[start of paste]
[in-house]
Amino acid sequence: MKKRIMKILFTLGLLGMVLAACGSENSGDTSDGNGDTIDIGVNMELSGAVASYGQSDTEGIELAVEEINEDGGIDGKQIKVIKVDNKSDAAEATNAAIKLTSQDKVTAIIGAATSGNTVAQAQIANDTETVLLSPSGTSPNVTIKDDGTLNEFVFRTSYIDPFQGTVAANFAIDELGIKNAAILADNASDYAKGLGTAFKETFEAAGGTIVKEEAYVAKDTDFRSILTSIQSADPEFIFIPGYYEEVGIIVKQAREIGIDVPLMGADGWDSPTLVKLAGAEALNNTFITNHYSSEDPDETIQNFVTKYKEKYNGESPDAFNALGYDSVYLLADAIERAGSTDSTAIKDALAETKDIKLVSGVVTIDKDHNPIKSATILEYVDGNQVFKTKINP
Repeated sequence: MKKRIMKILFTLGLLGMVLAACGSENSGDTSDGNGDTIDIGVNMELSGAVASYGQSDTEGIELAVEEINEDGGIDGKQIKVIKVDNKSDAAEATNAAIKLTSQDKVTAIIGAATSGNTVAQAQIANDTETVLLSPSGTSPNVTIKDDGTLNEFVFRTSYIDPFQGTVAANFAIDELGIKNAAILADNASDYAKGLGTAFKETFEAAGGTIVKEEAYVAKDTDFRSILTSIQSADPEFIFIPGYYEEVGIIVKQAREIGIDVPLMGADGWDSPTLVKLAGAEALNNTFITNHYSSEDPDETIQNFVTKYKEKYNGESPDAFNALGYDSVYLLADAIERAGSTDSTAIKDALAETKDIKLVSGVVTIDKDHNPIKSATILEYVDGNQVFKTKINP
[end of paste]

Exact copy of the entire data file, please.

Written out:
[in-house]
Amino acid sequence: MKKRIMKILFTLGLLGMVLAACGSENSGDTSDGNGDTIDIGVNMELSGAVASYGQSDTEGIELAVEEINEDGGIDGKQIKVIKVDNKSDAAEATNAAIKLTSQDKVTAIIGAATSGNTVAQAQIANDTETVLLSPSGTSPNVTIKDDGTLNEFVFRTSYIDPFQGTVAANFAIDELGIKNAAILADNASDYAKGLGTAFKETFEAAGGTIVKEEAYVAKDTDFRSILTSIQSADPEFIFIPGYYEEVGIIVKQAREIGIDVPLMGADGWDSPTLVKLAGAEALNNTFITNHYSSEDPDETIQNFVTKYKEKYNGESPDAFNALGYDSVYLLADAIERAGSTDSTAIKDALAETKDIKLVSGVVTIDKDHNPIKSATILEYVDGNQVFKTKINP
Repeated sequence: MKKRIMKILFTLGLLGMVLAACGSENSGDTSDGNGDTIDIGVNMELSGAVASYGQSDTEGIELAVEEINEDGGIDGKQIKVIKVDNKSDAAEATNAAIKLTSQDKVTAIIGAATSGNTVAQAQIANDTETVLLSPSGTSPNVTIKDDGTLNEFVFRTSYIDPFQGTVAANFAIDELGIKNAAILADNASDYAKGLGTAFKETFEAAGGTIVKEEAYVAKDTDFRSILTSIQSADPEFIFIPGYYEEVGIIVKQAREIGIDVPLMGADGWDSPTLVKLAGAEALNNTFITNHYSSEDPDETIQNFVTKYKEKYNGESPDAFNALGYDSVYLLADAIERAGSTDSTAIKDALAETKDIKLVSGVVTIDKDHNPIKSATILEYVDGNQVFKTKINP